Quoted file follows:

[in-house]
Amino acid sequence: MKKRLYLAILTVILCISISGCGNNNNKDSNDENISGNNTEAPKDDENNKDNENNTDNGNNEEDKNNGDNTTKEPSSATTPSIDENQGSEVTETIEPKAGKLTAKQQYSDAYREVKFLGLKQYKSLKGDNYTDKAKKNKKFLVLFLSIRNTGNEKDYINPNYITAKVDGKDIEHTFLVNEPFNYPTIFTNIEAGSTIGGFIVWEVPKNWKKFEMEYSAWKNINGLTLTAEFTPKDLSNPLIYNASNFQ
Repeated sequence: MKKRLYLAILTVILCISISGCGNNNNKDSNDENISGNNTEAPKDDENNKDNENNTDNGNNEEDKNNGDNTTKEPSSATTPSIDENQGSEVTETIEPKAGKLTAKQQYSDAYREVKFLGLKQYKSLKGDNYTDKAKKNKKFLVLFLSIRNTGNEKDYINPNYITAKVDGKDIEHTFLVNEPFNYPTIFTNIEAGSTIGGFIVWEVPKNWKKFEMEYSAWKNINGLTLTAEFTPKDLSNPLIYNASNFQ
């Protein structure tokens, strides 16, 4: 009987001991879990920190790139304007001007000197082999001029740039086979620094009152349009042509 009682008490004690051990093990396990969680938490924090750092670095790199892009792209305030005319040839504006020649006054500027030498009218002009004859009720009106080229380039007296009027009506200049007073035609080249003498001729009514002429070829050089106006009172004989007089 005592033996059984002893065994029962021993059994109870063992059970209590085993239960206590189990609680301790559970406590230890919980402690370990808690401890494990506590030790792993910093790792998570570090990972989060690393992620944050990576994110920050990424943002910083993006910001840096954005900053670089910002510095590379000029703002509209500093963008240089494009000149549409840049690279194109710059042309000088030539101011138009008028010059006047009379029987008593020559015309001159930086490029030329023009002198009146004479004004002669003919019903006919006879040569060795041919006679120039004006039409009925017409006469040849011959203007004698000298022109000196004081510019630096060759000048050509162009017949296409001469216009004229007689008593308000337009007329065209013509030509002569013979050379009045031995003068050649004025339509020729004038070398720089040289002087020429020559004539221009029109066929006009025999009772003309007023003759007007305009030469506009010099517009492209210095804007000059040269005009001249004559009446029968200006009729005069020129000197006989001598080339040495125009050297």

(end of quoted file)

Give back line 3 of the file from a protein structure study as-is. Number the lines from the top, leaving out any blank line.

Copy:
Repeated sequence: MKKRLYLAILTVILCISISGCGNNNNKDSNDENISGNNTEAPKDDENNKDNENNTDNGNNEEDKNNGDNTTKEPSSATTPSIDENQGSEVTETIEPKAGKLTAKQQYSDAYREVKFLGLKQYKSLKGDNYTDKAKKNKKFLVLFLSIRNTGNEKDYINPNYITAKVDGKDIEHTFLVNEPFNYPTIFTNIEAGSTIGGFIVWEVPKNWKKFEMEYSAWKNINGLTLTAEFTPKDLSNPLIYNASNFQ